forming the active regions of a semiconductor power device in one of the plane surfaces of said wafer in the center area surrounded by said isolation ring and the active regions of other semiconductor devices in the outer area of uniform resistivity.

7. A method of fabricating an integrated circuit including an isolated power device as set forth in claim 6 wherein growing the single-crystal bar of semiconductor material includes the steps of:

doping the thermally decomposable vapor source for growing said bar to produce a center area of a desired uniform resistivity,

cutting off said dopant after the bar has grown to a predetermined size to form the high-resistivity ring about said center area, and

reintroducing the doped thermally decomposable vapor source for growing the outer area of uniform resistivity on the order of said center area.

8. A method of fabricating an integrated circuit including an isolated power device as set forth in'claim 6 wherein said active regions are formed by a process of diffusion.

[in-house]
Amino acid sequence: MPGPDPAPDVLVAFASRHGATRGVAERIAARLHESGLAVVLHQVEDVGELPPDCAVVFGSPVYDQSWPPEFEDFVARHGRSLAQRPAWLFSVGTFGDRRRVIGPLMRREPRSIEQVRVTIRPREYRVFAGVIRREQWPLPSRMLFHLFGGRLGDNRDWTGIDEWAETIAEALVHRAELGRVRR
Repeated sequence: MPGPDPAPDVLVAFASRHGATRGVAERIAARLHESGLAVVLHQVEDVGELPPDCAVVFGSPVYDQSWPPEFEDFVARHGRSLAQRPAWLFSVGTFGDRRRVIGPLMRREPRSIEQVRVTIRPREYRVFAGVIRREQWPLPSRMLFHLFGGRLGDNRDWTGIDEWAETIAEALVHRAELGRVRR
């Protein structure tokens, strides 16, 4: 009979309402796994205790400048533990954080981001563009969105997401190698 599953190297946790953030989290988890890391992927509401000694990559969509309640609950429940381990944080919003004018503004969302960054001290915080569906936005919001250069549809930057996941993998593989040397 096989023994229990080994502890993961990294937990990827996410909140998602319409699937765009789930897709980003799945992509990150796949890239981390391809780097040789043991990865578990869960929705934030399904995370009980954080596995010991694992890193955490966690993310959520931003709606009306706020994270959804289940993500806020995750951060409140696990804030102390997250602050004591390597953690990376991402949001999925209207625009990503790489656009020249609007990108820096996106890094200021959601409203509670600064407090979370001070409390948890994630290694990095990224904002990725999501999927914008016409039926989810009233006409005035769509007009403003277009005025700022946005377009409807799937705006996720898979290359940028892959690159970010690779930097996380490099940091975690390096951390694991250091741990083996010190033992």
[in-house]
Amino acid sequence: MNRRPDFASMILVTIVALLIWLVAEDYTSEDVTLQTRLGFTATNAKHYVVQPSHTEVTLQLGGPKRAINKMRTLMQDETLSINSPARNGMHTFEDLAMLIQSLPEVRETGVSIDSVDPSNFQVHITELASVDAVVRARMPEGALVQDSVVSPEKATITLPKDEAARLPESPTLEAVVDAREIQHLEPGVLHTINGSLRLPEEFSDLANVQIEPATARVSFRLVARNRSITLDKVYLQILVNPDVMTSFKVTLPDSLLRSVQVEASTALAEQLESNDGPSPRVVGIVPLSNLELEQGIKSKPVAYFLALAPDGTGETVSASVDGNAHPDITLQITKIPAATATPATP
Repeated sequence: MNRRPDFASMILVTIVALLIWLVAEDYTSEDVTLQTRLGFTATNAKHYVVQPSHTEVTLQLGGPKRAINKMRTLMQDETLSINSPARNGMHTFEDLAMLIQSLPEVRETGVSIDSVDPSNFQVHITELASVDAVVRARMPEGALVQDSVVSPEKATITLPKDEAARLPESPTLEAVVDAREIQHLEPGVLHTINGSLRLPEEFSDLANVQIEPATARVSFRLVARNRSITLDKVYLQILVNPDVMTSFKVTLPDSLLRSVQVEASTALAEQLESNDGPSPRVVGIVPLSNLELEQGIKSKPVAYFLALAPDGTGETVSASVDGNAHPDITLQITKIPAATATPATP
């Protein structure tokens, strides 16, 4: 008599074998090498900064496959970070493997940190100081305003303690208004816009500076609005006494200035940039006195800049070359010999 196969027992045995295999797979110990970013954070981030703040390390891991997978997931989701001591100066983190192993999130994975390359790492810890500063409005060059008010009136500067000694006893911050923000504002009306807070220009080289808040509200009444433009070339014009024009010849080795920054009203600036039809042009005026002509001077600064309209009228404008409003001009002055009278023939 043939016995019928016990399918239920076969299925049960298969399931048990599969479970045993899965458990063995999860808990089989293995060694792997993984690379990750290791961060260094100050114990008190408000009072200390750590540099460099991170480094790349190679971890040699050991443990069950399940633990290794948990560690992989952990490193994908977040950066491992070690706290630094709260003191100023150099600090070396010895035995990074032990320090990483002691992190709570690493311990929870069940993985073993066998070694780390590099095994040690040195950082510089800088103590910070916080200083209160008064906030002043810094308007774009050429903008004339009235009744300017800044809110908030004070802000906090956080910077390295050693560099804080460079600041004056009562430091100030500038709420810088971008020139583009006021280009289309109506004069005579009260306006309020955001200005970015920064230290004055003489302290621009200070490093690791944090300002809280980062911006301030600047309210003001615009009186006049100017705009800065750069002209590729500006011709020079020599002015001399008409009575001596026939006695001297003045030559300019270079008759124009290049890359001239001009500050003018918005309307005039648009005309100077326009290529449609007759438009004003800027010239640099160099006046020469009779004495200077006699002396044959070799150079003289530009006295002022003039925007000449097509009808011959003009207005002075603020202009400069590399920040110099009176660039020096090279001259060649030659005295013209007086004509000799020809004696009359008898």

9. A method of fabricating an integrated circuit including an isolated power device as set forth in claim 7 wherein the thermally decomposable vapor source includes a stream of hydrogen containing trichlorosilane.

1 II i t

Patent Citations
Cited PatentFiling datePublication dateApplicantTitle
US2763581 *Nov 25, 1952Sep 18, 1956Raytheon Mfg CoProcess of making p-n junction crystals
US3150299 *Sep 11, 1959Sep 22, 1964Fairchild Camera Instr CoSemiconductor circuit complex having isolation means
US3168422 *Aug 24, 1960Feb 2, 1965Merck & Co IncProcess of flushing unwanted residue from a vapor deposition system in which silicon is being deposited
US3172791 *Aug 24, 1960Mar 9, 1965 Crystallography orientation of a cy- lindrical rod of semiconductor mate- rial in a vapor deposition process to obtain a polygonal shaped rod
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Referenced by
Citing PatentFiling datePublication dateApplicantTitle
US3988763 *Mar 10, 1975Oct 26, 1976General Electric CompanyIsolation junctions for semiconductors devices
US3988766 *Apr 29, 1974Oct 26, 1976General Electric CompanyMultiple P-N junction formation with an alloy droplet
US3995309 *Nov 1, 1974Nov 30, 1976General Electric CompanyIsolation junctions for semiconductor devices
US4032960 *Jan 30, 1975Jun 28, 1977General Electric CompanyAnisotropic resistor for electrical feed throughs
US5027183 *Apr 20, 1990Jun 25, 1991International Business MachinesIsolated semiconductor macro circuit
Classifications
U.S. Classification438/460, 257/E27.2, 438/493, 117/89, 438/508, 257/E21.106, 148/DIG.850, 438/140, 257/552, 257/500
International ClassificationH01L27/06, H01L21/00, H01L21/205
Cooperative ClassificationH01L27/0652, H01L21/00, H01L21/0262, H01L21/02532, H01L21/02576, Y10S148/085
European ClassificationH01L21/02K4C1A3, H01L21/02K4E3C, H01L21/02K4C3C1, H01L21/00, H01L27/06D6T2